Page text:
This Is Where I Came In…
I said this to my press agent Lynsey recently and she asked me what I meant. I explained that it referred to double-billed movies. A lot of people have expressed surprise that that films were ever shown in double bills. Indeed they were, right across the nation, remember, older peeps?
As we’re prepping the launch of my film memoir ‘Film Freak’ on April 10th, I’ve thought about this a lot lately.
In fact, the only single film performances were in the flagship cinemas of the West End, and even in the 1970s these came with large colourful brochures like expensive theatre programmes – you still sometimes find them at memorabilia fairs.
The oddest thing about double bills was that it was very common to enter halfway through a movie, watch the second half, then see the second feature, then stay for the first half of the first – and if you liked it a lot, perhaps remain right through to the end.
If you stay in the Maldives there are lots of terrific activities to do, and they’re different every day. Then, if you stay a few hours longer than a week, you find your smiling hotel manager greeting the new arrivals with the same chat you thought personal to you, and the whole process begins again, like a movie show.
As you get older, you realise that many things are rostered for strict rotation. Theatre repertoires come around and around, and I can’t help feeling I’ve seen the majority – I certainly never need to see another production of ‘Private Lives’ again, no matter how cutting edge it is. Movies quickly start to repeat themselves at some point, too, and you discover that Christopher Booker’s volume ‘The Seven Basic Plots’ is horribly true.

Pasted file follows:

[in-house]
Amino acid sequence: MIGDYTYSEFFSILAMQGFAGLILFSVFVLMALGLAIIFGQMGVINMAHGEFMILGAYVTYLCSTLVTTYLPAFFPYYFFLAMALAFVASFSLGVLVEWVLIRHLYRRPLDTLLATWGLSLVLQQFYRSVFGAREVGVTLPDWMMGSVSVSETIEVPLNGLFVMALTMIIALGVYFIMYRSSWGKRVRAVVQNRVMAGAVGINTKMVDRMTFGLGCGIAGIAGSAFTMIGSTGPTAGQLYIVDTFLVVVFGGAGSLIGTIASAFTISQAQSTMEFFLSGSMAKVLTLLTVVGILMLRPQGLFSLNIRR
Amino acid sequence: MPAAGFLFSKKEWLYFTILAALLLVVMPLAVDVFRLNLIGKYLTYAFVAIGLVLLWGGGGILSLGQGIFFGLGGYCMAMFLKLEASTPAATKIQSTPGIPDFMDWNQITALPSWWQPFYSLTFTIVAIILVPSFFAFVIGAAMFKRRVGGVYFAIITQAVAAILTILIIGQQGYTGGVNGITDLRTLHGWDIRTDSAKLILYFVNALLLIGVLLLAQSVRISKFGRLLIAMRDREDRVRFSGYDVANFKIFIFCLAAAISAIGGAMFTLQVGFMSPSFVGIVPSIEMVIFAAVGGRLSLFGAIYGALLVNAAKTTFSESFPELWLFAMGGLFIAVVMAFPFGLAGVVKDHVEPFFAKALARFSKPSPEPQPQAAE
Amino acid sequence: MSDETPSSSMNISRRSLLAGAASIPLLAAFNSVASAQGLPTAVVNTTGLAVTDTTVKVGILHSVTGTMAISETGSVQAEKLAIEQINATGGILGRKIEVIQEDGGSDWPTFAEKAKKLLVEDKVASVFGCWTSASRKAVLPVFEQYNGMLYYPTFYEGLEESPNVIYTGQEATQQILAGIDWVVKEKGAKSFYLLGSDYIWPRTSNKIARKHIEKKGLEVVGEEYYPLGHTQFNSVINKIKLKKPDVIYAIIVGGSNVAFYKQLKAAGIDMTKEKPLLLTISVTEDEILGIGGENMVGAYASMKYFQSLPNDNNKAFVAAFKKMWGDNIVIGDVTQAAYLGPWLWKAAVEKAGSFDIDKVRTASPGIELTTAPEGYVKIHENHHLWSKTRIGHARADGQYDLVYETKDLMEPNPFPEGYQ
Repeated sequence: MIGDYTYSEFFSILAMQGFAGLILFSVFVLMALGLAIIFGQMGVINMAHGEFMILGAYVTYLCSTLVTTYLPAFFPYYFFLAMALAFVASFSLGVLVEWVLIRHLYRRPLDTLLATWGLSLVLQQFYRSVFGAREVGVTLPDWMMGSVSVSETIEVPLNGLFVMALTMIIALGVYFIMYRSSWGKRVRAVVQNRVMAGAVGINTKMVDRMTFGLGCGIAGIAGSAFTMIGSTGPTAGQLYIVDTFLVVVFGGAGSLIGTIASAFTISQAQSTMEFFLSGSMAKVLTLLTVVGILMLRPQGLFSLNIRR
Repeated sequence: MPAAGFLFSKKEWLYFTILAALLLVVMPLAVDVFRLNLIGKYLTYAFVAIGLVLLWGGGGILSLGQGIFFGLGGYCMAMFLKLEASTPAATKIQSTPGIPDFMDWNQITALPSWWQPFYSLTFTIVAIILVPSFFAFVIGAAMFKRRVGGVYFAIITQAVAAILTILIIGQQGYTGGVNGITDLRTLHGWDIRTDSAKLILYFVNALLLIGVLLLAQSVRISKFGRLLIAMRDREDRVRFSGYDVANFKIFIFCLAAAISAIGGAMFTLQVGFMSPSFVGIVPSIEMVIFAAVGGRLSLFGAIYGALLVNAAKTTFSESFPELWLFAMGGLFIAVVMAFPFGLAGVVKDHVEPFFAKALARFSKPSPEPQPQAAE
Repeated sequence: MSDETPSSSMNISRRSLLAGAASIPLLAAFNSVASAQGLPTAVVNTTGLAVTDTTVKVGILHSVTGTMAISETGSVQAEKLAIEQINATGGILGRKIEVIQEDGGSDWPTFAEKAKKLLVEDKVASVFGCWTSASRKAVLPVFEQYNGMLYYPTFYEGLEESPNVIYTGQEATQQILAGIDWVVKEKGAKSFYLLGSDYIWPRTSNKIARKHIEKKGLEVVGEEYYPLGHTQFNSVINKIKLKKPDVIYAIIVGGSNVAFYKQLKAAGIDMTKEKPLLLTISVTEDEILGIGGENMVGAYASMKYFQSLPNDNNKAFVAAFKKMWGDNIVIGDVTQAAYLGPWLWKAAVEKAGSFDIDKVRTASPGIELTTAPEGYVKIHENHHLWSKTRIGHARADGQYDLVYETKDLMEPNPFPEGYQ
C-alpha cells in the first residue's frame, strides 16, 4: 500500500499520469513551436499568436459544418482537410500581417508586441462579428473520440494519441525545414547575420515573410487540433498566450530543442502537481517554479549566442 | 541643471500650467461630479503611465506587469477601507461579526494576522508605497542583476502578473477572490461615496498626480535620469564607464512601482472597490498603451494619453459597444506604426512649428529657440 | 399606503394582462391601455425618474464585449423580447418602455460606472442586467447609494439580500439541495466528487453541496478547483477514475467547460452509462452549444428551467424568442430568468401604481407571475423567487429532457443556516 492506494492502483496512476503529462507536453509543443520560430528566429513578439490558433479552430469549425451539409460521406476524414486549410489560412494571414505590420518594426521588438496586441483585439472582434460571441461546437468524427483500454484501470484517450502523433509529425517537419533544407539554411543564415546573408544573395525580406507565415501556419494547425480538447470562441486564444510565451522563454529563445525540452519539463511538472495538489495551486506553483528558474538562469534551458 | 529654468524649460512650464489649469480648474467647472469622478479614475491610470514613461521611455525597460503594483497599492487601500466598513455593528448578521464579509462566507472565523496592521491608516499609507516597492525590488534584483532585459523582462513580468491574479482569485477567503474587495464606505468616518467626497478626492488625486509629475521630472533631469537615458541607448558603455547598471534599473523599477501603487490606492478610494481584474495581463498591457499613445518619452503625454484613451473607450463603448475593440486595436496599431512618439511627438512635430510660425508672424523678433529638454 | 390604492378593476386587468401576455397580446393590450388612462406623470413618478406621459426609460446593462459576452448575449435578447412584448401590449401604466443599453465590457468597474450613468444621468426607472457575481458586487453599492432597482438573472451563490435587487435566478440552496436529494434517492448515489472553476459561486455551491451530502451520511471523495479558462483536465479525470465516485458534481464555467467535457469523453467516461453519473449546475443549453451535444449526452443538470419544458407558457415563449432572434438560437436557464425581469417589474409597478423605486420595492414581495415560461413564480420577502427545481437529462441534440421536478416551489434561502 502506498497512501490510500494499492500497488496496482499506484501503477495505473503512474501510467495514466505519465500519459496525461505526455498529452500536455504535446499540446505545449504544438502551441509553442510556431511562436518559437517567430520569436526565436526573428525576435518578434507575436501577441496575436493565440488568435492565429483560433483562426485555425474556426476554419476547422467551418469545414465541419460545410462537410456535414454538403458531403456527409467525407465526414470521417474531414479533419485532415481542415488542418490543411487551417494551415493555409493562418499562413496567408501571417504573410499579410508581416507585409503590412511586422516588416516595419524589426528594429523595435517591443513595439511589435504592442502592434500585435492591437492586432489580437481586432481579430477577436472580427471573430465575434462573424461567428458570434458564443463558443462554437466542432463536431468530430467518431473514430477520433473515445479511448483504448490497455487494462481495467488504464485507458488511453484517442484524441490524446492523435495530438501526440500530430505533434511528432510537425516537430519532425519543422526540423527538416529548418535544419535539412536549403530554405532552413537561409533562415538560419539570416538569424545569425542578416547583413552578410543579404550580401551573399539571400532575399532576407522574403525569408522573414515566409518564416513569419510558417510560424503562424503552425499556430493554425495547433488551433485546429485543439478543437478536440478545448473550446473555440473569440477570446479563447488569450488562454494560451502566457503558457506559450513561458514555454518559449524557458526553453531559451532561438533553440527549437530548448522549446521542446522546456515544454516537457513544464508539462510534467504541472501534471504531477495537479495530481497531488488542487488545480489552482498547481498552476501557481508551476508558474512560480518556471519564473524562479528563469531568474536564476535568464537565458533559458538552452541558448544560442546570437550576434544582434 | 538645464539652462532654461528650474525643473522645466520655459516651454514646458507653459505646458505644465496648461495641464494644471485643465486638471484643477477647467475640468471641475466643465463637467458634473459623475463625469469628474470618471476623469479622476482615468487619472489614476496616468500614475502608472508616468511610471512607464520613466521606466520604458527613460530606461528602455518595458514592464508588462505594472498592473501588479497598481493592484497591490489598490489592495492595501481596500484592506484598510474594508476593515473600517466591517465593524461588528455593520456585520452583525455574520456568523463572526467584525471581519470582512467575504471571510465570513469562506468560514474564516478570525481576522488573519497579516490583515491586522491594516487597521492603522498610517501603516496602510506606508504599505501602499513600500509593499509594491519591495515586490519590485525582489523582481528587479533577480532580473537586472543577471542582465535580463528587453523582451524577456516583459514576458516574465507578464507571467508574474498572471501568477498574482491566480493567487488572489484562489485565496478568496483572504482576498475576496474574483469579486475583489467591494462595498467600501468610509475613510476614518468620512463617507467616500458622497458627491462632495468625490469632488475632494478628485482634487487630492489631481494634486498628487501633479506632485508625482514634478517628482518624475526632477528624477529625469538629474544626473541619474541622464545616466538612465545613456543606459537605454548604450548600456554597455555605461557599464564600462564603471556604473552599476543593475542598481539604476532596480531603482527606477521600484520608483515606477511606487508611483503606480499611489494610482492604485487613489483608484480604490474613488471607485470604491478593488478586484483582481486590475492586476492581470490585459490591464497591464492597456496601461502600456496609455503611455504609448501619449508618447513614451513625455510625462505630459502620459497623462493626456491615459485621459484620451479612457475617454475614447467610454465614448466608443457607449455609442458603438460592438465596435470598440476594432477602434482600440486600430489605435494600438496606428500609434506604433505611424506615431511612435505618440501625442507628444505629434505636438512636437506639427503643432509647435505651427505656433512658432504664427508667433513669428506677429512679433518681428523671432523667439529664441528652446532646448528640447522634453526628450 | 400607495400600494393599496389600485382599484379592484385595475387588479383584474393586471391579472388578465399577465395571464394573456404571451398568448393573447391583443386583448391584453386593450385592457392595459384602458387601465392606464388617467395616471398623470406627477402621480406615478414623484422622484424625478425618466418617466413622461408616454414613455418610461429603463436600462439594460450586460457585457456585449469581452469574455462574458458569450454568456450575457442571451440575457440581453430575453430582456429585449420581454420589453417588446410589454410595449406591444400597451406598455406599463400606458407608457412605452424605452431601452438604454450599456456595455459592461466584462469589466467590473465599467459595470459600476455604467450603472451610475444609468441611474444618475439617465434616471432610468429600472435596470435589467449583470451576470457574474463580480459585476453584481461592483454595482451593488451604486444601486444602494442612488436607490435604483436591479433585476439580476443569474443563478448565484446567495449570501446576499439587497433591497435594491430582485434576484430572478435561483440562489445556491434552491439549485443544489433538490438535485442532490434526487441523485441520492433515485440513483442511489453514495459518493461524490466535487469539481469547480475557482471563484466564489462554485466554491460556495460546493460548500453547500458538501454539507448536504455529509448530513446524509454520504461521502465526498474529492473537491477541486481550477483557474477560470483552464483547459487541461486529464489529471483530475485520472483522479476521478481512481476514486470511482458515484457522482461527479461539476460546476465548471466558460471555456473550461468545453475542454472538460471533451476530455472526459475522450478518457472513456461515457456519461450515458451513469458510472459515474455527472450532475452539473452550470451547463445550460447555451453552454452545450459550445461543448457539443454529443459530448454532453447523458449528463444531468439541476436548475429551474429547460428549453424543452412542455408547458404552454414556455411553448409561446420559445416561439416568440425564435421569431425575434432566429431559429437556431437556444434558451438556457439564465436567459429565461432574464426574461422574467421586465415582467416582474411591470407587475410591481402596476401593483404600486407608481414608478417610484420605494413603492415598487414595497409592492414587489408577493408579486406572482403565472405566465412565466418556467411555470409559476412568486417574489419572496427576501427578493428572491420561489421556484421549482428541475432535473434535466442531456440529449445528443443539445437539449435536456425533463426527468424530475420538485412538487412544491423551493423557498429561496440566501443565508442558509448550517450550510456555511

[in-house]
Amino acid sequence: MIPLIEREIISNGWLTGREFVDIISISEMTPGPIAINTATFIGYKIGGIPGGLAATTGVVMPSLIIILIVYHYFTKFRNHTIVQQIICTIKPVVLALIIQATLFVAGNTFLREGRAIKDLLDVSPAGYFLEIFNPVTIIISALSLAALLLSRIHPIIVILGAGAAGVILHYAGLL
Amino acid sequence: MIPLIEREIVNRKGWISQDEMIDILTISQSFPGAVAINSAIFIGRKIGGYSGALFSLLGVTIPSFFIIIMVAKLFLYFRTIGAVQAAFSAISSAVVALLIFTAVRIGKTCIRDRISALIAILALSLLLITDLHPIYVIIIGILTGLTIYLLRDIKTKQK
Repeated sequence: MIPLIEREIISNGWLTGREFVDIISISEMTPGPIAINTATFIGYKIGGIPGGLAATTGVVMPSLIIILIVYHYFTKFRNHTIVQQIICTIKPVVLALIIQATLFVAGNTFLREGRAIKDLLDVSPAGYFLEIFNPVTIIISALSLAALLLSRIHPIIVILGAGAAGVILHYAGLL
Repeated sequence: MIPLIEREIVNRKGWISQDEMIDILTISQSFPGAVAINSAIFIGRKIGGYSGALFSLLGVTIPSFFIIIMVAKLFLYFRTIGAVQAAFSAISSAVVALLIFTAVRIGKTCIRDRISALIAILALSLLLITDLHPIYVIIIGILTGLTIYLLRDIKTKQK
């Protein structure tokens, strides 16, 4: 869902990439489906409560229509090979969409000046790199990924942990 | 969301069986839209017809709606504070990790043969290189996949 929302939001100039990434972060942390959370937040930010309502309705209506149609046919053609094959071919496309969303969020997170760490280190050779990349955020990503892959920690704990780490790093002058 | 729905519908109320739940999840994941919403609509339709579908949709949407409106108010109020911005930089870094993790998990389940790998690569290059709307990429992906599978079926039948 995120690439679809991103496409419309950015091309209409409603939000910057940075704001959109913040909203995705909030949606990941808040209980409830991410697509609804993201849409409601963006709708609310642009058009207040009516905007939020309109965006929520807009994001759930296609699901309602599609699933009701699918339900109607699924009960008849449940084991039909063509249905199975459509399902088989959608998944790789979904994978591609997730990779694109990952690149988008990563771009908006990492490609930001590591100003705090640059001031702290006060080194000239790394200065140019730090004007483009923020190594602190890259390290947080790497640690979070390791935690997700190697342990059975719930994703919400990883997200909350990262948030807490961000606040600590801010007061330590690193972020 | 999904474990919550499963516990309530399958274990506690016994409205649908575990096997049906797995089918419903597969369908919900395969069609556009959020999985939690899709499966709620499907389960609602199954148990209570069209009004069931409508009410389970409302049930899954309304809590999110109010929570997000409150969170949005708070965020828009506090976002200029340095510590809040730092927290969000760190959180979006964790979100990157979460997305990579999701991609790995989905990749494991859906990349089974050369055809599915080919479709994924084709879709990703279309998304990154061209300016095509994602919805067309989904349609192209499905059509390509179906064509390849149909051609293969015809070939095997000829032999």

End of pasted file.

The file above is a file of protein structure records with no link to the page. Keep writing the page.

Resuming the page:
Of course, this is much to do with reaching a certain age – hardly anything seems fresh and new, or wholly original, in the way that, say, ‘Monty Python’ felt when I was a kid. Now ‘A Chorus Line’ is back on in a production seemingly preserved in aspic (it can’t be touched, like ‘West Side Story’, apparently). ‘Fifty Shades of Grey’ was the new Mills & Boone. ‘Batman’ is the new ‘Batman’.
A magazine article pointed to the shoe shop ‘R.Soles’ in the King’s Road, saying it was its rude name was ‘a brave two-fingered wave at the Chelsea tractor brigade’ – but of course it’s not; it’s been there since the 1960s, but the person writing the piece wasn’t old enough or bothered enough to know.
Recently, watching an old comedy, ‘Too Many Crooks’, with Sid James and Terry-Thomas, I realised it was the original version of ‘Ruthless People’, but with much better dialogue. Still, there are pleasures to be had in seeing old wine in new bottles. And occasionally something so original comes along, like ‘The Artist’ or ‘Wolf Hall’, that you feel refreshed. Genine originals, anyone?